In the Press
Monday, November 23, 2020COVID-19 and International Law Series – Human Rights Law: Right to Life Just Security
Thursday, November 19, 2020Four Years of the Trump Administration in Court. One Word Stuck in My Head. — A Commentary by Linda Greenhouse ’78 MSL NYTimes.com
Thursday, November 19, 2020Why Trump Lost — A Commentary by Donald Elliott ’74 The American Spectator
Thursday, November 19, 2020A Group of Yale Law Students Just Clinched a Government Settlement for Military Vets Law.com
Wednesday, May 13, 2020
Criminal Justice Advocacy Clinic Wins TRO Against Bureau of Prisons
On May 12, 2020, Judge Michael P. Shea of the District of Connecticut issued a temporary restraining order against the Warden of FCI Danbury, the federal prison in Connecticut and the sole federal prison in New England that incarcerates women. In its ruling, the Court ordered the Warden to immediately take steps to ensure the safe release of individuals imprisoned at FCI Danbury to home confinement due to the COVID-19 pandemic.
The Criminal Justice Advocacy Clinic at the Law School represents the four incarcerated individuals bringing suit, who are seeking to represent all imprisoned individuals at the facility at FCI Danbury.
“The public health crisis at FCI Danbury is without dispute,” said Marisol Orihuela ’08, who codirects the Clinic. “Yet the actions by Bureau of Prisons officials are nothing short of callous. The ruling was a necessary step toward ensuring the most basic safety of those imprisoned at FCI Danbury.”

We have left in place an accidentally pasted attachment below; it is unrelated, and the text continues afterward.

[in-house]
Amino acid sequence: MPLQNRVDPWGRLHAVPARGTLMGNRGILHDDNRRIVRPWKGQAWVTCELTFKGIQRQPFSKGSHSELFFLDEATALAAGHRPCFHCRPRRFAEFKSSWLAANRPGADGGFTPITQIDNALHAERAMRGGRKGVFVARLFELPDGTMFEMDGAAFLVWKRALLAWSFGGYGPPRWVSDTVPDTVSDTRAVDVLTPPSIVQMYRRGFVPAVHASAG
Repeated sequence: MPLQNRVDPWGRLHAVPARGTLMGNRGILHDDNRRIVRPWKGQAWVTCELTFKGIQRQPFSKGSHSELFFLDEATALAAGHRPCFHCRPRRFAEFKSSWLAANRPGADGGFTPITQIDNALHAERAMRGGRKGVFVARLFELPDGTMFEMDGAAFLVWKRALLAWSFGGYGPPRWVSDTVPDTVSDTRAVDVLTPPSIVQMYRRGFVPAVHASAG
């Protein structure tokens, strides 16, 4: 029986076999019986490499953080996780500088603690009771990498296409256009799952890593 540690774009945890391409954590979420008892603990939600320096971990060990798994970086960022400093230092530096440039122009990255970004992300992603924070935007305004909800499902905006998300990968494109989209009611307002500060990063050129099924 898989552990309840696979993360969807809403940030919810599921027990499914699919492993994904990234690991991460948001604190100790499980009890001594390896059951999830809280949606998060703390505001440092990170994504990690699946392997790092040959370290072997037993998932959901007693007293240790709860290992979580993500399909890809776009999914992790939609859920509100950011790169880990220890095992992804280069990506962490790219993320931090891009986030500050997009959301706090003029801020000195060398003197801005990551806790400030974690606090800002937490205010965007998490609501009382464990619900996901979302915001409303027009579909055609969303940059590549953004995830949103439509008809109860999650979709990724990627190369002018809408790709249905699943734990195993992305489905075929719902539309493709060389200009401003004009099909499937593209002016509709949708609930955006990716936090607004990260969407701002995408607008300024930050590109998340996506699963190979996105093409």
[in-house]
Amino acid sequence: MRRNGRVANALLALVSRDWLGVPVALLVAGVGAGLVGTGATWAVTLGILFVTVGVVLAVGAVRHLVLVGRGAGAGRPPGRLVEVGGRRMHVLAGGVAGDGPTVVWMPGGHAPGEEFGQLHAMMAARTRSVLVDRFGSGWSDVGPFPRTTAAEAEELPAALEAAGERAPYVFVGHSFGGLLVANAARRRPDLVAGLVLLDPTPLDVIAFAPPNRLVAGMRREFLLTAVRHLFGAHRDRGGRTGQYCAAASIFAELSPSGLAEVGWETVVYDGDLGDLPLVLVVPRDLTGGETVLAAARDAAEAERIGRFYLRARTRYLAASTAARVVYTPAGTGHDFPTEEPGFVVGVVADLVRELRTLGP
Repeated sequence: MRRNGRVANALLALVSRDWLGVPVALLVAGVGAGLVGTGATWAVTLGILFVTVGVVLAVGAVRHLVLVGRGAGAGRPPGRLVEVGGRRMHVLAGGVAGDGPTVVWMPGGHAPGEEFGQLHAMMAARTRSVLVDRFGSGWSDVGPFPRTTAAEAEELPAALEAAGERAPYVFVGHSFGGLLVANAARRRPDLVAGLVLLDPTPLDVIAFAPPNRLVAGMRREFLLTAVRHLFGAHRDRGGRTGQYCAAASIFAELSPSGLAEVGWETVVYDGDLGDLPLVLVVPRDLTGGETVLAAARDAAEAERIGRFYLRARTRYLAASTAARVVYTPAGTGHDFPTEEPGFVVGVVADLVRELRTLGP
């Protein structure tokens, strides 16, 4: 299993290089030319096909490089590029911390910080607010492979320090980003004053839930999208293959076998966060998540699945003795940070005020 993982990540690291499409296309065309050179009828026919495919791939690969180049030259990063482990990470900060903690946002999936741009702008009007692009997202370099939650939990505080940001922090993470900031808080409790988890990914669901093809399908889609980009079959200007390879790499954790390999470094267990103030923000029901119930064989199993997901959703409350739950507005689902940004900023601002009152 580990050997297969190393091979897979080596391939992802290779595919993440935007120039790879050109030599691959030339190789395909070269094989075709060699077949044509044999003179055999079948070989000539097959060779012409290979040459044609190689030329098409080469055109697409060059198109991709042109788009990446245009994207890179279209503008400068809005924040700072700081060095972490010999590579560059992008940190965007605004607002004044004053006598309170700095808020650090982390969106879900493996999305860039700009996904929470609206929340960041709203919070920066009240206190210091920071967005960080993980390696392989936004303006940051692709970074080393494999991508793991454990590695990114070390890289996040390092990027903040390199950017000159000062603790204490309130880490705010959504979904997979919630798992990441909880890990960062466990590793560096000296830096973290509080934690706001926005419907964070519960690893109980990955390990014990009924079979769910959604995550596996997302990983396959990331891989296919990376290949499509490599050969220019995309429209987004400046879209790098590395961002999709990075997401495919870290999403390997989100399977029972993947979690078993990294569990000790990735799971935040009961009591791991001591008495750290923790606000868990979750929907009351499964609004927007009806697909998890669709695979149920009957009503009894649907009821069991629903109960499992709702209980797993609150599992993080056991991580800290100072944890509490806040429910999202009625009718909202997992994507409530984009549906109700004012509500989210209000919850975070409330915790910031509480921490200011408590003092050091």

The Court’s ruling is one of the first in the country ordering a federal prison to take immediate steps to remedy the public health crisis in its correctional facility. The Court held that the individuals bringing suit were likely to succeed on their claim that the Warden had acted with deliberate indifference to their risk of contracting serious illness or death due to COVID-19. The Court set additional hearings on the case for May 14 and June 11, 2020, and ordered the parties to engage in expedited discovery.
The case is cocounseled by the Civil Justice Clinic at Quinnipiac Law School, directed by Sarah Russell ’02, and the law firm Silver Golub & Teitell, LLP.